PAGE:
The show began and all of the "women" performers were actually men. There were also some real men who portrayed characters such as samurai and pimps. Mostly, the performers danced and acted out scenes through music, costumes, and props. All of the costumes were elaborate and beautiful and our New Half friend even showed off her womanly boobs by prancing around in a sequined tube top! My favorite part of the performance was their dance to Nsync's "Pop". They grooved to that song like it was the best music the've ever heard.

The show was based on "Yukaku" culture (licensed prostitution quarters) during the Edo Era (1603-1868). The fashion trends during this time were set by prostitutes rather than the towsnpeople. The women of the quarters were often major themes in drama and art, and artists presented brothels like theatres, depicting hero and heroine in carnal engagement. Popular music, language, fashion, cosmetics, hairstyles, and dance were all part of this Yukaku culture. The Yukaku neighborhoods matured into a highly structured urban system and became rich with tradition.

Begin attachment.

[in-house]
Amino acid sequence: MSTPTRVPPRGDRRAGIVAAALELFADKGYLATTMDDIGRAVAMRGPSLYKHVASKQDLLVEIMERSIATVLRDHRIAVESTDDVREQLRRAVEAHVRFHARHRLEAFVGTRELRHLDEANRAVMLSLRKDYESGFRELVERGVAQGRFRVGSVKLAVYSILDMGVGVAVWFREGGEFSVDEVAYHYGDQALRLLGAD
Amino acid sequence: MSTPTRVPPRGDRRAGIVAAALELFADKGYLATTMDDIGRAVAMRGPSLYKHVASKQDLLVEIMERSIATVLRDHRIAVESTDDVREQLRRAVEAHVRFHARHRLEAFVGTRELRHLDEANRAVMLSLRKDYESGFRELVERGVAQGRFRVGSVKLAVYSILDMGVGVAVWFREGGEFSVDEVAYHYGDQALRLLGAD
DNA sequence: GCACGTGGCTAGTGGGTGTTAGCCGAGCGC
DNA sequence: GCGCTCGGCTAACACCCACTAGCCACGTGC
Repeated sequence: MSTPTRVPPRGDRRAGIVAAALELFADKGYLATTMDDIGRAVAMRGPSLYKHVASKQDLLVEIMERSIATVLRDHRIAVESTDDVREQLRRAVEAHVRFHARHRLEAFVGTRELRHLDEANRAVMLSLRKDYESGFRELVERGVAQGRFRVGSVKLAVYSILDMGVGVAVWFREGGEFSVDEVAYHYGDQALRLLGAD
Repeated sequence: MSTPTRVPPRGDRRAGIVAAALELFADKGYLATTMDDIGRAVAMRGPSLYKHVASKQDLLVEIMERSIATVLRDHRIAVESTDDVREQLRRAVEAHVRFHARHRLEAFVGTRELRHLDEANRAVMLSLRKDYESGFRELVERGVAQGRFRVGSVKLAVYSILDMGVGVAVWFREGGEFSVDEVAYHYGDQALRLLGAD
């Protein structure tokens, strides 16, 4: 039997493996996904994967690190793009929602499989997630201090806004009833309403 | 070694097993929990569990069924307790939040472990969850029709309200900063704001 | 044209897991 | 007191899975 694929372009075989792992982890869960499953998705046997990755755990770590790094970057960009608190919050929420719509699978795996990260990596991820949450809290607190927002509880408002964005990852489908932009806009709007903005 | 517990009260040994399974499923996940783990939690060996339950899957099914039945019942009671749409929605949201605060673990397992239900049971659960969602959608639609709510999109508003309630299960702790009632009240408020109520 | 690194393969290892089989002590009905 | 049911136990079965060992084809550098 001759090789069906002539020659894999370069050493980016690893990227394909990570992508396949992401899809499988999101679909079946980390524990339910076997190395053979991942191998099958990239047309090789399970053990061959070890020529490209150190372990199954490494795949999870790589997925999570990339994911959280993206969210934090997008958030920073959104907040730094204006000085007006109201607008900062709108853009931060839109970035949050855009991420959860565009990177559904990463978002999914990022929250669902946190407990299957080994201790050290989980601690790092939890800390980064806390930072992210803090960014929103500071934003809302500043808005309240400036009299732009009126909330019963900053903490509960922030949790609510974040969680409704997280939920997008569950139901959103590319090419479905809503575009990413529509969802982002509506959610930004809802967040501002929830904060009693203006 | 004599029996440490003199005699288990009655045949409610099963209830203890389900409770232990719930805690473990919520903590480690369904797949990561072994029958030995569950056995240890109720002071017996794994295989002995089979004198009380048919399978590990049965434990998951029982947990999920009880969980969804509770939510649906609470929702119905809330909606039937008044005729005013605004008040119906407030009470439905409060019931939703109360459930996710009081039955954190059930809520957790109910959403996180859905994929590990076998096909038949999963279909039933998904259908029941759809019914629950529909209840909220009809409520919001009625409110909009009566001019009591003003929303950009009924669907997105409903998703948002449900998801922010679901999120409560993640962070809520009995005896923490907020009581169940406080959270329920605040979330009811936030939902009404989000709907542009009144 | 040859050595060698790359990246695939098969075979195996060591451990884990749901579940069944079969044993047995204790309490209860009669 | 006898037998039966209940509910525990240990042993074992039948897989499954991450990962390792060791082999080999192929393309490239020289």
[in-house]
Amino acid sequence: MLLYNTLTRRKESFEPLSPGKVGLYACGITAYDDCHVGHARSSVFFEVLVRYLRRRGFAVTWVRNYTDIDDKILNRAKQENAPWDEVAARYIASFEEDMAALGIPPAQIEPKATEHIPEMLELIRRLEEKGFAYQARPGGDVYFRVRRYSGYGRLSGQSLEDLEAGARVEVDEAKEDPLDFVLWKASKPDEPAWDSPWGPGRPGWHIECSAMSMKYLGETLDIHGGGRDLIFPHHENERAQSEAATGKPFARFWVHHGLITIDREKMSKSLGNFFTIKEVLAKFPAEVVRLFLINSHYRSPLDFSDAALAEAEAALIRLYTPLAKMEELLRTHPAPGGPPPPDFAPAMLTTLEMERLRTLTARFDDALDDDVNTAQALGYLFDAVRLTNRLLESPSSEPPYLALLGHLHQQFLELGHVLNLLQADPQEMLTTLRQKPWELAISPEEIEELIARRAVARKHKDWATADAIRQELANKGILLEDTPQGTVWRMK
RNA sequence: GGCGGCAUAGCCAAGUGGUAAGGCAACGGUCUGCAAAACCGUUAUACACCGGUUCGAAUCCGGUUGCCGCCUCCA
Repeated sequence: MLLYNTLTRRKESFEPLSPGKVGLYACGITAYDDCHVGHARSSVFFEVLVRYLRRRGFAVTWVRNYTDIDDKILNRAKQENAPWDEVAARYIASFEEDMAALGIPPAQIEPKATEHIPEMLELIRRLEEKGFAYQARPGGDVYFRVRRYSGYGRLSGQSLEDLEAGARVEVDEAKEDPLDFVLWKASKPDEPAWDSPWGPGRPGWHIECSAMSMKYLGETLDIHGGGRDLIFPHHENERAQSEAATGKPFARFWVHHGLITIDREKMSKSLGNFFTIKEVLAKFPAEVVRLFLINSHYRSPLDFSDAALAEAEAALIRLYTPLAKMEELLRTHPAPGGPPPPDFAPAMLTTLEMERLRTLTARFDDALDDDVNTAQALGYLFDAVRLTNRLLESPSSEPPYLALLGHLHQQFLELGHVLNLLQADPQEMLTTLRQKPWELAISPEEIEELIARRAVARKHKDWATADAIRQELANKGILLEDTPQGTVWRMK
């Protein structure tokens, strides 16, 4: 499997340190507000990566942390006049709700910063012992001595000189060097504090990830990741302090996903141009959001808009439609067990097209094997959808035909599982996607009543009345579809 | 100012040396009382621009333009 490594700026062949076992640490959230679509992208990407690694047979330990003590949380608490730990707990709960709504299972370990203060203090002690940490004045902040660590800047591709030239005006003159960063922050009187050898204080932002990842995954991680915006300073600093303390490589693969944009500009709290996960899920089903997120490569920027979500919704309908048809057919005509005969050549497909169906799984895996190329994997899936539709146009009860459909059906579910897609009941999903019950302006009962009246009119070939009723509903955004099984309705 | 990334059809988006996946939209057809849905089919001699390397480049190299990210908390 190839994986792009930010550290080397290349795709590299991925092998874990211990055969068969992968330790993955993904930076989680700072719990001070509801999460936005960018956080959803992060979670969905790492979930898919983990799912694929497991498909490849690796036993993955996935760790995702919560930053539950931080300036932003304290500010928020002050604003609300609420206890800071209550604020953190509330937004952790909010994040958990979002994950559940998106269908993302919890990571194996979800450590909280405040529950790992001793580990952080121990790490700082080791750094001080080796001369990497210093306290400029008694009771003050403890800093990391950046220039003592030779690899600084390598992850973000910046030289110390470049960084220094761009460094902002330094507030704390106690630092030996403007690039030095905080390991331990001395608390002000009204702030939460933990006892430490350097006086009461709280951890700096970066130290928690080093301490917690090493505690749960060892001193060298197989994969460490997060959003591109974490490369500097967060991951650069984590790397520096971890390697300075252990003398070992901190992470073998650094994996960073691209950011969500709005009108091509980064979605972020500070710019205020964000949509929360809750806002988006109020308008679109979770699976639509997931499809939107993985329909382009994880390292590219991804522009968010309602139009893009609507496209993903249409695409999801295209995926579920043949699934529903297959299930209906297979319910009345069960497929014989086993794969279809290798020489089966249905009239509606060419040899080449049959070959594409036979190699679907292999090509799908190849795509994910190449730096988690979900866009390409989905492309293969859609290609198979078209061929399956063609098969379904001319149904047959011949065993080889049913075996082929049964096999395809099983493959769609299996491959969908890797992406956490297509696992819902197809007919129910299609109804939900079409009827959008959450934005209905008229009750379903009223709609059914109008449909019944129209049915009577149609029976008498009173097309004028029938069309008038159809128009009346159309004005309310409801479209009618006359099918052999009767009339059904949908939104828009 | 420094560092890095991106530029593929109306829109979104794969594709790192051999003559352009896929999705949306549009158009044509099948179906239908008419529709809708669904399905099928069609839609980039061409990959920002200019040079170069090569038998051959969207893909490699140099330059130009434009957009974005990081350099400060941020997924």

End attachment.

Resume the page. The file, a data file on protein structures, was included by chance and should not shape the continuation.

After the show, the performers gathered together on stage and all of a sudden the MC was calling, "Dwight! Honeymoon!" and we were ushered to the stage! Apparently our colleague told the waiter we were on our honeymoon so they made a special announcement and let us take a picture with the group! When we got up there, all of the performers kept saying, "Congrat-lation!! Congrat-lation!!" and bowing like crazy. Best night in Japan.

Sunday, July 04, 2010

Japanese Gardens

We spent more time in Japanese gardens than we did anywhere else in Japan. Some people may find this rather dull, but gardens in Japan are exquisite and peaceful. We visited Tokyo Midtown Park, Shinjuku Central Park, Shinjuku National Gardens, and Kyoto Botanical Gardens.

Tokyo Midtown Garden

Kyoto Botanical Gardens

Bamboo Garden in the Kyoto Botanical Gardens

Shinjuku Central Park

Nappers at the Kyoto Botanical Garden. I love this shot.

Tokyo Government Building seen from Shinjuku Central Park

Bonsai Exhibit at the Kyoto Botanical Gardens

Conservatory at the Kyoto Botanical Garden

The biggest Begonias I've ever seen!

Inside the Conservatory.

Kyoto Botanical Garden

These purple flowers reminded me of Willy Wonka.

Amazing rose garden at the Kyoto Botanical Garden

Lily pads!

How the homeless dry their clothes at Shinjuku Central Park

Relaxing at Shinjuku National Gardens

Shinjuku National Garden

Traditional Japanese tea house at the Shinjuku National Gardens

View from the tea house
Homeless camp at Shinjuku Central Park. 

Waterfall at Shinjuku Central Park

Shinjuku National Gardens